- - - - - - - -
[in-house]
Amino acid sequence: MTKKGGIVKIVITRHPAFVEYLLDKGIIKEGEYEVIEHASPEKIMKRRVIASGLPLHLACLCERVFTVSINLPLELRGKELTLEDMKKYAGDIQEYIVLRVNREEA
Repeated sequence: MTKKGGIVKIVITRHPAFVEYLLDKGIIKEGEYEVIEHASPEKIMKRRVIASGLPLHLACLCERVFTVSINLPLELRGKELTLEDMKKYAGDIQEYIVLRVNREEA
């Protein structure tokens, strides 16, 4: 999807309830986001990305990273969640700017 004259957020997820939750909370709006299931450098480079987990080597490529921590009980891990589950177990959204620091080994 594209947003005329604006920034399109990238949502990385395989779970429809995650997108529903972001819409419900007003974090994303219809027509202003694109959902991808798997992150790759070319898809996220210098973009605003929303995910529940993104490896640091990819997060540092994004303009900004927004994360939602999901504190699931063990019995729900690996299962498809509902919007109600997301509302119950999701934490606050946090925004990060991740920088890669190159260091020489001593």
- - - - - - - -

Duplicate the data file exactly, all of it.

[in-house]
Amino acid sequence: MTKKGGIVKIVITRHPAFVEYLLDKGIIKEGEYEVIEHASPEKIMKRRVIASGLPLHLACLCERVFTVSINLPLELRGKELTLEDMKKYAGDIQEYIVLRVNREEA
Repeated sequence: MTKKGGIVKIVITRHPAFVEYLLDKGIIKEGEYEVIEHASPEKIMKRRVIASGLPLHLACLCERVFTVSINLPLELRGKELTLEDMKKYAGDIQEYIVLRVNREEA
């Protein structure tokens, strides 16, 4: 999807309830986001990305990273969640700017 004259957020997820939750909370709006299931450098480079987990080597490529921590009980891990589950177990959204620091080994 594209947003005329604006920034399109990238949502990385395989779970429809995650997108529903972001819409419900007003974090994303219809027509202003694109959902991808798997992150790759070319898809996220210098973009605003929303995910529940993104490896640091990819997060540092994004303009900004927004994360939602999901504190699931063990019995729900690996299962498809509902919007109600997301509302119950999701934490606050946090925004990060991740920088890669190159260091020489001593």